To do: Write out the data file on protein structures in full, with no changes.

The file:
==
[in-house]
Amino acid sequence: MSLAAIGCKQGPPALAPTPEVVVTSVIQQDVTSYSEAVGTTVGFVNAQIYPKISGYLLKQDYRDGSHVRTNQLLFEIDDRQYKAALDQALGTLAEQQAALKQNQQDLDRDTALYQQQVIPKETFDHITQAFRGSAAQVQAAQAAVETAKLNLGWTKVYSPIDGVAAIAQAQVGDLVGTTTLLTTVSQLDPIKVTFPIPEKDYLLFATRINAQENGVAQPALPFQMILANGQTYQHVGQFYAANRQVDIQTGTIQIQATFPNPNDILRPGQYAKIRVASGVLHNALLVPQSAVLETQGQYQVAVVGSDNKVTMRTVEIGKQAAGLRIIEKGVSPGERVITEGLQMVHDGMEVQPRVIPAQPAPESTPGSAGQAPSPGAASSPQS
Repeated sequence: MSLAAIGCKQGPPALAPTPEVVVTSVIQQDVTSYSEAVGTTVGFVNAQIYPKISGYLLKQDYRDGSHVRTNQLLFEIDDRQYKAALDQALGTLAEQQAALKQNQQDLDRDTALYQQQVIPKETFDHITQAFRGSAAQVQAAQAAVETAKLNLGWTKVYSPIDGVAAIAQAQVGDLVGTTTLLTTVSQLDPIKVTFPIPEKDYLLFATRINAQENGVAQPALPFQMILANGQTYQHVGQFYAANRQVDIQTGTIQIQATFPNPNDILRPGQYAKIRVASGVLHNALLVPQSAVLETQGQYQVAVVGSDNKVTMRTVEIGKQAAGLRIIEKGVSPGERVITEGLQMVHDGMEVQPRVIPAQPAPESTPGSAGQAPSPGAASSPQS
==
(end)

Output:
[in-house]
Amino acid sequence: MSLAAIGCKQGPPALAPTPEVVVTSVIQQDVTSYSEAVGTTVGFVNAQIYPKISGYLLKQDYRDGSHVRTNQLLFEIDDRQYKAALDQALGTLAEQQAALKQNQQDLDRDTALYQQQVIPKETFDHITQAFRGSAAQVQAAQAAVETAKLNLGWTKVYSPIDGVAAIAQAQVGDLVGTTTLLTTVSQLDPIKVTFPIPEKDYLLFATRINAQENGVAQPALPFQMILANGQTYQHVGQFYAANRQVDIQTGTIQIQATFPNPNDILRPGQYAKIRVASGVLHNALLVPQSAVLETQGQYQVAVVGSDNKVTMRTVEIGKQAAGLRIIEKGVSPGERVITEGLQMVHDGMEVQPRVIPAQPAPESTPGSAGQAPSPGAASSPQS
Repeated sequence: MSLAAIGCKQGPPALAPTPEVVVTSVIQQDVTSYSEAVGTTVGFVNAQIYPKISGYLLKQDYRDGSHVRTNQLLFEIDDRQYKAALDQALGTLAEQQAALKQNQQDLDRDTALYQQQVIPKETFDHITQAFRGSAAQVQAAQAAVETAKLNLGWTKVYSPIDGVAAIAQAQVGDLVGTTTLLTTVSQLDPIKVTFPIPEKDYLLFATRINAQENGVAQPALPFQMILANGQTYQHVGQFYAANRQVDIQTGTIQIQATFPNPNDILRPGQYAKIRVASGVLHNALLVPQSAVLETQGQYQVAVVGSDNKVTMRTVEIGKQAAGLRIIEKGVSPGERVITEGLQMVHDGMEVQPRVIPAQPAPESTPGSAGQAPSPGAASSPQS